Despite all of this, the Vatican museum remained an immense treat to behold. There are elements of the collection so arrestingly beautiful, and so incredibly well known, that one can’t help but get lost in the historical aura given off before them. However, knowing already what famous pieces lay in store, I actually found myself more happily drawn to the lesser known objects… the gallery of over 1000 marble busts was disarmingly beautiful, as well as some of the frescos painted in the Galleria deli candelabra for example, or in the long corridor of maps. And even better, since the works weren’t marked on the tourist trail, most of the hoards left them alone!

Somewhat surprisingly, we were allowed to take photos, so the images featured on this post were taken by yours truly. Don’t expect to see the Sistine Chapel though. Photo (and indeed bare knees and shoulders) were strictly banned there… so it looks as though you may need to rely on the Goring-by-Sea replica after all.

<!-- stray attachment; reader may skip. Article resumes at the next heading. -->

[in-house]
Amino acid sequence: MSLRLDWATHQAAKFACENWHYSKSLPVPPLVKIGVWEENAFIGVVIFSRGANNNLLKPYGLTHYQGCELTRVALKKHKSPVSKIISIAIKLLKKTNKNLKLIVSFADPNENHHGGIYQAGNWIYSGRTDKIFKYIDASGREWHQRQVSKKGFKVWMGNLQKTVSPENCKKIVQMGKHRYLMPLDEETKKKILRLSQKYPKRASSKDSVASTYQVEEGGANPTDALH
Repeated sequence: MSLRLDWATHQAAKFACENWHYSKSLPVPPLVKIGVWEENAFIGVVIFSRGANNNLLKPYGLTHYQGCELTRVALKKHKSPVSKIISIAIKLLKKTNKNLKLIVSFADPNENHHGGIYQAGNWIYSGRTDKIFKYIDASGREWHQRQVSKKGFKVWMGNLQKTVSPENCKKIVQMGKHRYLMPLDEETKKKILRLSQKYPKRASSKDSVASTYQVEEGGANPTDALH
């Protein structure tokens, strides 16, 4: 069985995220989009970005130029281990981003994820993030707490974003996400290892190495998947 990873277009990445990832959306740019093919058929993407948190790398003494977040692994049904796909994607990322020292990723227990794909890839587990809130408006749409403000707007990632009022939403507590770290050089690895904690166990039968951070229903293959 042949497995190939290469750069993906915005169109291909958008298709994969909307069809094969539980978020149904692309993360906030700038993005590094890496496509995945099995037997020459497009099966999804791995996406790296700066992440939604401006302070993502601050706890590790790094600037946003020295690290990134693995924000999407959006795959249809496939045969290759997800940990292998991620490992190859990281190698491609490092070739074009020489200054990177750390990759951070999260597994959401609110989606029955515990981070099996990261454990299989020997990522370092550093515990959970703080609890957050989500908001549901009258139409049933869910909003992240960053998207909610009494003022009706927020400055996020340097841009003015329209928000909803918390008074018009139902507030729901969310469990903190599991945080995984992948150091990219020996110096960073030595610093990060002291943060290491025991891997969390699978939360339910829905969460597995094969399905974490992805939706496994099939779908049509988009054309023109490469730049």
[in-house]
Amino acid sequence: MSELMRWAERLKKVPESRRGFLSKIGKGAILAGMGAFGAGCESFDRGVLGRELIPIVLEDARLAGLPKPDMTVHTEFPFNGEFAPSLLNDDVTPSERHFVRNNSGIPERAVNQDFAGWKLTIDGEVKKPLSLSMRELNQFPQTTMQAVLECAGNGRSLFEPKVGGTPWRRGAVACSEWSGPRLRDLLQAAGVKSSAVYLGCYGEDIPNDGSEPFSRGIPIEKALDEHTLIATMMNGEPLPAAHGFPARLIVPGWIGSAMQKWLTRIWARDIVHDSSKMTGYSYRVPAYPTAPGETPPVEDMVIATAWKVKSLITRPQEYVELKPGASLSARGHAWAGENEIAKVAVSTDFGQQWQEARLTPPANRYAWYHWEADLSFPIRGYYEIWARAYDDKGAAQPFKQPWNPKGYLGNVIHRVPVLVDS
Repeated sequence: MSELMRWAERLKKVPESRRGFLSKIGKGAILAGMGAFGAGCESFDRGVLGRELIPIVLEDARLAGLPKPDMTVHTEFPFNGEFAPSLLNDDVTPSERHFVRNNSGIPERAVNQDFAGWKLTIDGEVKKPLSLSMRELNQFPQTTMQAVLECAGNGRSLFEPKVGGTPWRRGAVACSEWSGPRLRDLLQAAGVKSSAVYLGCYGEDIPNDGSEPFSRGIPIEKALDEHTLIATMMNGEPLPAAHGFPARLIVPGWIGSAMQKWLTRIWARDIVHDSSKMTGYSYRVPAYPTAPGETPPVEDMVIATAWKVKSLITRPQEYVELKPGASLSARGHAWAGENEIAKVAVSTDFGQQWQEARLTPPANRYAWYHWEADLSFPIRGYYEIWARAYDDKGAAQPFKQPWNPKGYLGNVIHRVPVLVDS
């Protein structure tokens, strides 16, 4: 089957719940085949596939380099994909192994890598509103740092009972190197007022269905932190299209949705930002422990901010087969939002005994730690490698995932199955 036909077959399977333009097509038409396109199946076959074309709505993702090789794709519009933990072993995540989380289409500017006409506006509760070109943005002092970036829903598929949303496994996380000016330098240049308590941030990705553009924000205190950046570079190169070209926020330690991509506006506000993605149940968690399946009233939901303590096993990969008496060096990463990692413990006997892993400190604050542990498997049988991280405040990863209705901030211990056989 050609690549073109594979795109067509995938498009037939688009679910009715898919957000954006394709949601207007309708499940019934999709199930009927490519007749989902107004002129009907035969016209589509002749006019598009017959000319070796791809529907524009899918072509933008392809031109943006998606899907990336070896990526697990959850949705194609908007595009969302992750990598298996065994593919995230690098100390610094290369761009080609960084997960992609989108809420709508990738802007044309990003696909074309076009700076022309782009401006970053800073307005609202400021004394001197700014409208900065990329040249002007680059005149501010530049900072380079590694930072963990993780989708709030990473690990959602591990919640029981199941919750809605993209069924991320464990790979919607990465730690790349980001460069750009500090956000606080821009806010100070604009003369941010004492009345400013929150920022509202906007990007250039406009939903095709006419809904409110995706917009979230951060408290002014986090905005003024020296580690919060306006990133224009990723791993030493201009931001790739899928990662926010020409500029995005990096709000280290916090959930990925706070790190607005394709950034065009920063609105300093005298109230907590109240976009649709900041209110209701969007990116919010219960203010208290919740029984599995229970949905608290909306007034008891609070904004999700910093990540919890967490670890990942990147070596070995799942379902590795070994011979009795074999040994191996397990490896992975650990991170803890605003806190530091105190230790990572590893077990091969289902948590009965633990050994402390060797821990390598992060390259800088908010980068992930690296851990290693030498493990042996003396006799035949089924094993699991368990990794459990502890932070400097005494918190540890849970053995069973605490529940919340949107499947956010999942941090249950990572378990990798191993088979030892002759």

All photos and written content are strictly the copyright of Nicholas de Lacy-Brown © 2016 and The Daily Norm. All rights are reserved. Unauthorized use and/or duplication of the material, whether written work, photography or artwork, included within The Daily Norm without express and written permission from The Daily Norm’s author and/or owner is strictly prohibited.